The Centers for Disease Control and Prevention (CDC) has once again altered its guidance on testing people for COVID who are not experiencing symptoms. As of Sept. 18, the CDC now recommends that any close contacts of a person who has tested positive for COVID should get tested, whether they have symptoms or not. This is a significant alteration from the controversial update prior to this one, which was made on Aug. 24.
“Testing is recommended for all close contacts of persons with SARS-CoV-2 infection. Because of the potential for asymptomatic and pre-symptomatic transmission, it is important that contacts of individuals with SARS-CoV-2 infection be quickly identified and tested,” the site now says.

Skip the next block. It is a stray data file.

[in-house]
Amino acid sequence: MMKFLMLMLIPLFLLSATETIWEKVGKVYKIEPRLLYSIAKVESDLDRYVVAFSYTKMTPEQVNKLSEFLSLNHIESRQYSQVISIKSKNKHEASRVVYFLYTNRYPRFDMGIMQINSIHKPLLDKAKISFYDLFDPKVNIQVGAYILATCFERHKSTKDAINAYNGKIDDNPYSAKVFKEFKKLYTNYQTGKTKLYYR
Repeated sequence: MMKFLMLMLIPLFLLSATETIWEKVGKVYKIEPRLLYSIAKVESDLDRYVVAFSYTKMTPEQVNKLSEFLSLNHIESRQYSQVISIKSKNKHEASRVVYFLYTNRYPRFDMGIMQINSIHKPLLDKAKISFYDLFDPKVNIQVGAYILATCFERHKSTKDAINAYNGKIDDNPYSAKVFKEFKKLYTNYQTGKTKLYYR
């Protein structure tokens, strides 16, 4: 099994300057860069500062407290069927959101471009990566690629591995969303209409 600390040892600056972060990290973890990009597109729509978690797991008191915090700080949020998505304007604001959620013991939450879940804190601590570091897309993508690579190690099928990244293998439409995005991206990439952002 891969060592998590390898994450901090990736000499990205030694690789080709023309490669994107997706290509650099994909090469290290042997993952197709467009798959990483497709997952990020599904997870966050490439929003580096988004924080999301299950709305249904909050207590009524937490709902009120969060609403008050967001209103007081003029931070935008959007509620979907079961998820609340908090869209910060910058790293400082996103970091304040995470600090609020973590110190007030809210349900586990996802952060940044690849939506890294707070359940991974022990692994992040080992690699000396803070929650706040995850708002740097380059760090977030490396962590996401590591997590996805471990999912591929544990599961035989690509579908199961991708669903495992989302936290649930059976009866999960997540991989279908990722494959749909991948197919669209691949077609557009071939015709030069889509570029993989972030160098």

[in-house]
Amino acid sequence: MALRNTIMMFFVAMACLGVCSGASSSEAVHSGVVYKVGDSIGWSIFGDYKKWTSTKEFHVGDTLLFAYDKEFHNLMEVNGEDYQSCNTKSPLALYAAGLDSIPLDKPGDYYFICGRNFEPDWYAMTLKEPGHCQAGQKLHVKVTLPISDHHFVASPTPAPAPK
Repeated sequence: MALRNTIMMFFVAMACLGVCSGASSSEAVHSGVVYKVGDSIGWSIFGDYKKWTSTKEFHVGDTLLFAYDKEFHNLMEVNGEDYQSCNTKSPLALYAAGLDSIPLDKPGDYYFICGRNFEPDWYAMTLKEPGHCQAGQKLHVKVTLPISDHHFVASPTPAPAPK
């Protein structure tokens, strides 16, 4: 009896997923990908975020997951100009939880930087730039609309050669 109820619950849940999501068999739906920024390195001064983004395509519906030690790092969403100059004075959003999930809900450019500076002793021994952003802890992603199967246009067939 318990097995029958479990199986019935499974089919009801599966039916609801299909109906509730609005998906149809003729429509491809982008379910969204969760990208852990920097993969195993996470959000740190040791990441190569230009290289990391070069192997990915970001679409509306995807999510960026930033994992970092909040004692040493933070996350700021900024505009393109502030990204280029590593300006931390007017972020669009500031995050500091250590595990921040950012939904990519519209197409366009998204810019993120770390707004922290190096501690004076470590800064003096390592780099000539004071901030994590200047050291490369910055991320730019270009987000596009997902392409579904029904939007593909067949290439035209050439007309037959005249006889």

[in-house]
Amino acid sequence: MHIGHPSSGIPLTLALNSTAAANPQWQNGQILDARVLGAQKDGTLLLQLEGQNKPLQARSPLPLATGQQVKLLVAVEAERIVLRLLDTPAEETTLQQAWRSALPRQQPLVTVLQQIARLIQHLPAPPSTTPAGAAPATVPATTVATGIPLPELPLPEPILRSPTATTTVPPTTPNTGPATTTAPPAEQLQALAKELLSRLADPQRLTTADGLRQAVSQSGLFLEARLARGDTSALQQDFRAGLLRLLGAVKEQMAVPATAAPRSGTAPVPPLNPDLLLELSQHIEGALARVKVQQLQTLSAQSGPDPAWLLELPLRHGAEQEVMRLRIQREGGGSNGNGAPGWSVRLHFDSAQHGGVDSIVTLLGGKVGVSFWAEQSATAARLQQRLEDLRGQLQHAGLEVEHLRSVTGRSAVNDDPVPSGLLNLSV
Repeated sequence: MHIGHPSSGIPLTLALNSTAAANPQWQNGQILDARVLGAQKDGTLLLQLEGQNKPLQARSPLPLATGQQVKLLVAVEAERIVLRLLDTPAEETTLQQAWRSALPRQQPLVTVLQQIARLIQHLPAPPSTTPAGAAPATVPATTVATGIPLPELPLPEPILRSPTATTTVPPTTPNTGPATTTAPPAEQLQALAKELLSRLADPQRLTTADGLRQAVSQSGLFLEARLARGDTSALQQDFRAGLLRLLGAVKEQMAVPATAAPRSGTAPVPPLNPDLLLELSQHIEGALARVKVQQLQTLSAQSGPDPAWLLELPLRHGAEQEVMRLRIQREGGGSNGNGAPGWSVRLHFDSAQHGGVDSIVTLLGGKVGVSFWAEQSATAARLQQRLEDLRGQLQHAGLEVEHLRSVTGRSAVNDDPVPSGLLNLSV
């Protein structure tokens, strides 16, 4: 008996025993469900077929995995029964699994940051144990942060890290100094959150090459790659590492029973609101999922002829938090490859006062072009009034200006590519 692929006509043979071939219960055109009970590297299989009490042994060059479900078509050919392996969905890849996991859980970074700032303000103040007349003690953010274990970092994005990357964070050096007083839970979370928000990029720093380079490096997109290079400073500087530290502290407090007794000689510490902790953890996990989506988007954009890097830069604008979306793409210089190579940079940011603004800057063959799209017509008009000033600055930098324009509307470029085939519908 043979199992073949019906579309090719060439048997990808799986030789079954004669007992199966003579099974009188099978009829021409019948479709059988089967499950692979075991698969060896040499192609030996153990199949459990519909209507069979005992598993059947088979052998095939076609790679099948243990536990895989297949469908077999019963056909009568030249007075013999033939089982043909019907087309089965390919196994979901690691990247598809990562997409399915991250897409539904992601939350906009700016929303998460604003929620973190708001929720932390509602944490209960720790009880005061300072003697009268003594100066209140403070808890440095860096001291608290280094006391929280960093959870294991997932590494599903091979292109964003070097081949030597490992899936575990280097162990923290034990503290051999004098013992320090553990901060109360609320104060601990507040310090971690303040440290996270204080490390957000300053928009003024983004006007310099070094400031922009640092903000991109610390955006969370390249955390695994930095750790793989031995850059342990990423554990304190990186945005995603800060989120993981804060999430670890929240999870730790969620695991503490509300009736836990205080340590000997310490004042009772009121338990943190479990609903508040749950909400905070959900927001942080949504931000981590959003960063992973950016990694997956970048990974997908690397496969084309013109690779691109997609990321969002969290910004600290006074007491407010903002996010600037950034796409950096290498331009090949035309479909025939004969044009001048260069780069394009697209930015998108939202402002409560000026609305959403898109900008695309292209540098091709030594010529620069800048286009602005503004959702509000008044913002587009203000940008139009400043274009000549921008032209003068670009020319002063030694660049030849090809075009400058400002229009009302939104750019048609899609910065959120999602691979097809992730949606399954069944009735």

This update adjusts the changes made in August. The previous update stated, “If you have been in close contact (within six feet) of a person with a COVID-19 infection for at least 15 minutes but do not have symptoms, you do not necessarily need a test unless you are a vulnerable individual or your health care provider or state or local public health officials recommend you take one.”
The most recent update may have been made in response to the criticism the last update received. “Due to the significance of asymptomatic and pre-symptomatic transmission, this guidance further reinforces the need to test asymptomatic persons, including close contacts of a person with documented SARS-CoV-2 infection,” the CDC writes about the September update.
In accordance with current CDC guidance, people should get tested for COVID if they demonstrate symptoms or have come into contact—defined as within six feet for at least 15 minutes—with a person who has COVID, even if they’re not experiencing any symptoms themselves. And if you think you were already sick, You Might Have Had COVID If You Had This Symptom in December, Study Finds.